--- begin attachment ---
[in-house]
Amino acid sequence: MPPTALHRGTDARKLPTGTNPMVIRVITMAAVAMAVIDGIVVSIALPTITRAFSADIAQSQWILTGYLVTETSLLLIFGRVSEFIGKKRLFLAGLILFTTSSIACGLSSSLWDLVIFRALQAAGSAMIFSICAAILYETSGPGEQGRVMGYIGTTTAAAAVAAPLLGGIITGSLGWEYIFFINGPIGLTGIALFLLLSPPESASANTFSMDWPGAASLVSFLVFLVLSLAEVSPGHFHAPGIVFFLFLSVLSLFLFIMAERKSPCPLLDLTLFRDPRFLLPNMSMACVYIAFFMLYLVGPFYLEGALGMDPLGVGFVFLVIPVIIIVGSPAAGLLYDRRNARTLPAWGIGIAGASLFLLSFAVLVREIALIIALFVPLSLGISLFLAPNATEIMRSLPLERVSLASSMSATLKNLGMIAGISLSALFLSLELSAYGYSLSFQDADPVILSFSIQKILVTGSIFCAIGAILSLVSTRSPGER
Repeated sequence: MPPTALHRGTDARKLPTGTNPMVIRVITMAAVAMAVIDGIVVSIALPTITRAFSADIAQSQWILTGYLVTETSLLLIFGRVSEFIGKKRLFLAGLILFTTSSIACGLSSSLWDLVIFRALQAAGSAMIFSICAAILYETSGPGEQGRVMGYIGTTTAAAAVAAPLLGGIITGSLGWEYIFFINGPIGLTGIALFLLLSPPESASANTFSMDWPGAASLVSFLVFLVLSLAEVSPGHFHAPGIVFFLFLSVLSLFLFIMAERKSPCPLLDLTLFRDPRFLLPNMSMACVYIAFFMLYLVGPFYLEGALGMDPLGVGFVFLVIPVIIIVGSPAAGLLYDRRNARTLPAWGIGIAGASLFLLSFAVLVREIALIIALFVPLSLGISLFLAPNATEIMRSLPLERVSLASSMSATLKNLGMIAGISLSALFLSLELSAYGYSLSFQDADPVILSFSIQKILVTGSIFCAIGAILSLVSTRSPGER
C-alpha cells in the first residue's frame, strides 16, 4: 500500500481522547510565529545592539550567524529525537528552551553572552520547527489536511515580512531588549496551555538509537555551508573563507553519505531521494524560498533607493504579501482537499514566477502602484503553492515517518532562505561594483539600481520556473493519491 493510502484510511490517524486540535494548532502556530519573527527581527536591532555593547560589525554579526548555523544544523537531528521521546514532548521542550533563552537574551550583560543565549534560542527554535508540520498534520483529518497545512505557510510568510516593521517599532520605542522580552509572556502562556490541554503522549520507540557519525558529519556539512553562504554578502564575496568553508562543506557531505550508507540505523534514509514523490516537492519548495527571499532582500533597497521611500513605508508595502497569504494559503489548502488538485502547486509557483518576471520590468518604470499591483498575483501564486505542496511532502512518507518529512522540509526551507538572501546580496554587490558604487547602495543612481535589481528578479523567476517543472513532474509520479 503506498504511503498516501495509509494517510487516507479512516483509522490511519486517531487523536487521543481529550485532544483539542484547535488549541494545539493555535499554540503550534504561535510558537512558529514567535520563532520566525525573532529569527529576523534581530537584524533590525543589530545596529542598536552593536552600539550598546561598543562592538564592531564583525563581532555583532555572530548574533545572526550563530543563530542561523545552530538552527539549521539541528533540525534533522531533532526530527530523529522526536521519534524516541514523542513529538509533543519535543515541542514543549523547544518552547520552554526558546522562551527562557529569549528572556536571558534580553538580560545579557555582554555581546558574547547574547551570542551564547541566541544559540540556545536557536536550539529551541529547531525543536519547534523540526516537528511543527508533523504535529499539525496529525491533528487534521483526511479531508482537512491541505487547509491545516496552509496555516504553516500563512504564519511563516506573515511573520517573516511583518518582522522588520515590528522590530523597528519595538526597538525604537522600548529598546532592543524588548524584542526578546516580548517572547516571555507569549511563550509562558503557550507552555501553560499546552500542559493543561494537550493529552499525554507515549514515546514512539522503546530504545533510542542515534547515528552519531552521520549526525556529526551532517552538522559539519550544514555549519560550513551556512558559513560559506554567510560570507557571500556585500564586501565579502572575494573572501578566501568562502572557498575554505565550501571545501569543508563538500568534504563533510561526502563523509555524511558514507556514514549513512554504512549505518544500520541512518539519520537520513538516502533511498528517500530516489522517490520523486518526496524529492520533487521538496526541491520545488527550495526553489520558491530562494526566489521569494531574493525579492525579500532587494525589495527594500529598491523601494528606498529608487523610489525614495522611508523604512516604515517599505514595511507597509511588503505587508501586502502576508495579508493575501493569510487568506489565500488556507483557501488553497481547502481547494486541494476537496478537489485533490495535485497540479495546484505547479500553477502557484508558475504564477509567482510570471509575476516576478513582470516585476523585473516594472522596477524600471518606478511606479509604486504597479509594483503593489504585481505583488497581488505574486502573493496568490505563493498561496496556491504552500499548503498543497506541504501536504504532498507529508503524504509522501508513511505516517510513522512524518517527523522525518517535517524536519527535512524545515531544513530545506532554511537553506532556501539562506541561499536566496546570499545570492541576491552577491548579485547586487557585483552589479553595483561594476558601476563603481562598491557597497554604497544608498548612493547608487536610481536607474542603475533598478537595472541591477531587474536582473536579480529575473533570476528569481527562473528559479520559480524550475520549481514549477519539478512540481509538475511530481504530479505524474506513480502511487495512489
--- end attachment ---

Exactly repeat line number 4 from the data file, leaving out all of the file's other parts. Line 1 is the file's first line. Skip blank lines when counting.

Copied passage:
C-alpha cells in the first residue's frame, strides 16, 4: 500500500481522547510565529545592539550567524529525537528552551553572552520547527489536511515580512531588549496551555538509537555551508573563507553519505531521494524560498533607493504579501482537499514566477502602484503553492515517518532562505561594483539600481520556473493519491 493510502484510511490517524486540535494548532502556530519573527527581527536591532555593547560589525554579526548555523544544523537531528521521546514532548521542550533563552537574551550583560543565549534560542527554535508540520498534520483529518497545512505557510510568510516593521517599532520605542522580552509572556502562556490541554503522549520507540557519525558529519556539512553562504554578502564575496568553508562543506557531505550508507540505523534514509514523490516537492519548495527571499532582500533597497521611500513605508508595502497569504494559503489548502488538485502547486509557483518576471520590468518604470499591483498575483501564486505542496511532502512518507518529512522540509526551507538572501546580496554587490558604487547602495543612481535589481528578479523567476517543472513532474509520479 503506498504511503498516501495509509494517510487516507479512516483509522490511519486517531487523536487521543481529550485532544483539542484547535488549541494545539493555535499554540503550534504561535510558537512558529514567535520563532520566525525573532529569527529576523534581530537584524533590525543589530545596529542598536552593536552600539550598546561598543562592538564592531564583525563581532555583532555572530548574533545572526550563530543563530542561523545552530538552527539549521539541528533540525534533522531533532526530527530523529522526536521519534524516541514523542513529538509533543519535543515541542514543549523547544518552547520552554526558546522562551527562557529569549528572556536571558534580553538580560545579557555582554555581546558574547547574547551570542551564547541566541544559540540556545536557536536550539529551541529547531525543536519547534523540526516537528511543527508533523504535529499539525496529525491533528487534521483526511479531508482537512491541505487547509491545516496552509496555516504553516500563512504564519511563516506573515511573520517573516511583518518582522522588520515590528522590530523597528519595538526597538525604537522600548529598546532592543524588548524584542526578546516580548517572547516571555507569549511563550509562558503557550507552555501553560499546552500542559493543561494537550493529552499525554507515549514515546514512539522503546530504545533510542542515534547515528552519531552521520549526525556529526551532517552538522559539519550544514555549519560550513551556512558559513560559506554567510560570507557571500556585500564586501565579502572575494573572501578566501568562502572557498575554505565550501571545501569543508563538500568534504563533510561526502563523509555524511558514507556514514549513512554504512549505518544500520541512518539519520537520513538516502533511498528517500530516489522517490520523486518526496524529492520533487521538496526541491520545488527550495526553489520558491530562494526566489521569494531574493525579492525579500532587494525589495527594500529598491523601494528606498529608487523610489525614495522611508523604512516604515517599505514595511507597509511588503505587508501586502502576508495579508493575501493569510487568506489565500488556507483557501488553497481547502481547494486541494476537496478537489485533490495535485497540479495546484505547479500553477502557484508558475504564477509567482510570471509575476516576478513582470516585476523585473516594472522596477524600471518606478511606479509604486504597479509594483503593489504585481505583488497581488505574486502573493496568490505563493498561496496556491504552500499548503498543497506541504501536504504532498507529508503524504509522501508513511505516517510513522512524518517527523522525518517535517524536519527535512524545515531544513530545506532554511537553506532556501539562506541561499536566496546570499545570492541576491552577491548579485547586487557585483552589479553595483561594476558601476563603481562598491557597497554604497544608498548612493547608487536610481536607474542603475533598478537595472541591477531587474536582473536579480529575473533570476528569481527562473528559479520559480524550475520549481514549477519539478512540481509538475511530481504530479505524474506513480502511487495512489